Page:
Steve Mirsky on Muck Rack

Steve Mirsky Verified

New York City
Editor, Columnist, and Podcaster — Scientific American
As seen in:  Scientific American, JustLuxe

Editor, columnist and podcaster for Scientific American @sciam magazine. Opinions expressed are my own and are subject to revision with new information.

Discoveries Concerning Innate and Adaptive Immunity Win 2011 Nobel Prize in Physiology or Medicine [Update] — The 2011 Nobel Prize in Physiology or Medicine was awarded today to Bruce Beutler at the Scripps Research Institute in California, Jules Hoffmann at the French National Center for Scientific Research and Ralph Steinman at The Rockefeller University in New York City.

How Cargo Containers Shrank the World and Transformed Trade; and Smart Skylights — In this episode, Maritime History Professor Arthur Donovan talks about cargo containerization and how it transformed world markets. And architect Paul Topogna discusses skylights that change shape for more effective heating, cooling and UV control. Plus we'll test your knowledge of some recent science in the news.

Gambling Gave Science Some Lucky Breaks — "It's not just gamblers using science. In many cases, science has benefited enormously from people studying the house." Mathematician Adam Kucharski. He's the author of the new book The Perfect Bet: How Science and Math Are Taking the Luck Out of Gambling. "Back in the Renaissance, actually, probability theory was developed to study these games.

The Perfect Bet: Taking the Gambling Out of Gambling — Mathematician and author Adam Kucharski talks about his new book The Perfect Bet: How Science and Math Are Taking the Luck Out of Gambling (Basic Books, 2016).

Jefferson's Moose: Thomas's Fauna Fight against European Naturalists — Biologist and author Lee Dugatkin talks about his article "Jefferson's Moose" in the February issue of Scientific American, the story of Jefferson's battle against the European theory of American biological degeneracy. Plus, we'll test your knowledge of some recent science in the news.

We Are All Perverts, Book Says — When I met with psychologist and author Jesse Bering in October 2013, I asked him when he intended to write a book that I could read on the subway without the cover bringing me unwanted attention. The title of Bering's 2012 book- Why Is the Penis Shaped Like That?-was bad enough, even though it offered up fascinating insights into the evolution of anatomy.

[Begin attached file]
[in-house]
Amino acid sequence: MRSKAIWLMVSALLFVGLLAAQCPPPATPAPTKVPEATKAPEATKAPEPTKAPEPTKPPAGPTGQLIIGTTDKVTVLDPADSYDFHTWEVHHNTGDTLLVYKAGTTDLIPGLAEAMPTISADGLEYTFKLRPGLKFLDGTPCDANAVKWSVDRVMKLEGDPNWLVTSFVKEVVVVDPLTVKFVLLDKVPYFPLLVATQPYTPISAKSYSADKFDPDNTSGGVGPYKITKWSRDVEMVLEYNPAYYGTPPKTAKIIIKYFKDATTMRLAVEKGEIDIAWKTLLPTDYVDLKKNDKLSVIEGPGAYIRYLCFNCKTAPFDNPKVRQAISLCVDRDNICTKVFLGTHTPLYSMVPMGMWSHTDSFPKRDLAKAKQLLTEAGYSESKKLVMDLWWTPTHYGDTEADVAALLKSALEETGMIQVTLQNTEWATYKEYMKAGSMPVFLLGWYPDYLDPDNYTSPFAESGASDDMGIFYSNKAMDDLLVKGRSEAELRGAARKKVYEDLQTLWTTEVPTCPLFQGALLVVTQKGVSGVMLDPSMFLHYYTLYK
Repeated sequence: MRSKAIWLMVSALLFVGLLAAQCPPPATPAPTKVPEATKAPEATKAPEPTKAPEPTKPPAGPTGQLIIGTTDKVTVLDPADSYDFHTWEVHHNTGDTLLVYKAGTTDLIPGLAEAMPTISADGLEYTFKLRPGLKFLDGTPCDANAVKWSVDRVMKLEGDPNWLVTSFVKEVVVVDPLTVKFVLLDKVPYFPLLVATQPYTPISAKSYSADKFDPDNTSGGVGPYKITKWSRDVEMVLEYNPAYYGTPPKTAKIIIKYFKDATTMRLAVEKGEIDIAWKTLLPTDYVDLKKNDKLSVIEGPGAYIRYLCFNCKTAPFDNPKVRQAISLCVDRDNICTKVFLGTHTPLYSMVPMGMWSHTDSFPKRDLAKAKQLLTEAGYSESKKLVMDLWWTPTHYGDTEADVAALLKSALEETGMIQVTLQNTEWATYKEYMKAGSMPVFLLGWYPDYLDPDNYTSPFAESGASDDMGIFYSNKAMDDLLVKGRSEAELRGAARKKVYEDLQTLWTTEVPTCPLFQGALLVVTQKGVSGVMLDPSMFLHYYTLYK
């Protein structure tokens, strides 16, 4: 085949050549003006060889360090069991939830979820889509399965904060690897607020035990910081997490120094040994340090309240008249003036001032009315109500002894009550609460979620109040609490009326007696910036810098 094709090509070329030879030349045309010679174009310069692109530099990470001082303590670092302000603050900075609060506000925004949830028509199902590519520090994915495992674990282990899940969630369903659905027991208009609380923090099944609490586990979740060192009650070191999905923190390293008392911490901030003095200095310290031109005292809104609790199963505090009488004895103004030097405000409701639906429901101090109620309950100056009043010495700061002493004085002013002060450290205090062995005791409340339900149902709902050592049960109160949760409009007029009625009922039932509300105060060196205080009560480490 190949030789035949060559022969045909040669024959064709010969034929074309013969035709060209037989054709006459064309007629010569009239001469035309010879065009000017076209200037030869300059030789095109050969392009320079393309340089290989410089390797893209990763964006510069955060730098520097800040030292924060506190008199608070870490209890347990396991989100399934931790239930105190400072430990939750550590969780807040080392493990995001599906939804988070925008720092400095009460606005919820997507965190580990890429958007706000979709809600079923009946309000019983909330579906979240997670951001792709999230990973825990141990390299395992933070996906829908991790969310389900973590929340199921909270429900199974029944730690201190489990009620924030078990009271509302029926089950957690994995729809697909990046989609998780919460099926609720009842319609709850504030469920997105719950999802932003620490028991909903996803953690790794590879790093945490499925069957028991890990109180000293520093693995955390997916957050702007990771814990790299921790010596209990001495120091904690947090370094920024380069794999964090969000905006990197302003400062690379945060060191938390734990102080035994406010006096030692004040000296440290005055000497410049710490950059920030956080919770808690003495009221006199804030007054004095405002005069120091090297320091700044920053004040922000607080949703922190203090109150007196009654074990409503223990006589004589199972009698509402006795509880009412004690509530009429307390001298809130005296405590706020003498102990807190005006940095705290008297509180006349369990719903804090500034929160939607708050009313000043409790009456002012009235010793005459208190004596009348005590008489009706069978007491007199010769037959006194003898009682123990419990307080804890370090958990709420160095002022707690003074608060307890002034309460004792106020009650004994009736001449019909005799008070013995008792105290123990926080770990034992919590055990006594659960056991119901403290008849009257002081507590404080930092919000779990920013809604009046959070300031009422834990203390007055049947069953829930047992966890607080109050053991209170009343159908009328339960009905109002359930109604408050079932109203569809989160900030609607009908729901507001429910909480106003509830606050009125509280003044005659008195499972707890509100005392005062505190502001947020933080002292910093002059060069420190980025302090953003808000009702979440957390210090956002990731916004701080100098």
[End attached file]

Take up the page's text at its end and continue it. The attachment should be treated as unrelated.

Collecting Positive Foreign Words That Lack English Equivalents — When I was in grade school, we were fed the now disputed notion that Eskimo languages, reflecting local concerns, had an unusually large number of words for snow. But nobody told us about the Inuit word iktsuarpok, which would have come in handy to describe one's behavior after putting in a call for a pizza delivery.

The Fastball Gets Its Scientific Due in New Documentary

Cuba-U.S. Thaw Should Ease Scientific Collaborations — President Obama arrived in Cuba March 20 th, the first visit by a U.S. leader since Calvin Coolidge in1928. Last spring I spoke to Cornell Laboratory of Ornithology researcher Eduardo Inigo-Elias about what improved relations between the U.S. and Cuba could mean for science.

African Park Comeback Offers Ecological Optimism — " Gorongosa, which was a jewel of Southern Africa...had great populations of lions, elephants, hippos, buffalo, etc. Absolutely decimated. So if you went there in the early part of the last decade, in the early 2000s, you might drive for five or six hours and see one warthog, one baboon, maybe."
More Articles →
Apr 28, 2016

@octonion Especially egregious as he and J Naismith are fellow Canadians

Apr 28, 2016

@pzmyers Watch Patrice O'Neal's brilliant Elephant in the Room. He uses the names Susan and Philip

Apr 26, 2016

RT @sciam: Cherry trees may be able to survive rising temperatures thanks to bears that carry seeds to cooler climes

Are You a Journalist?

Make a Portfolio

Create a free Muck Rack account to customize your profile and upload a portfolio of your best work.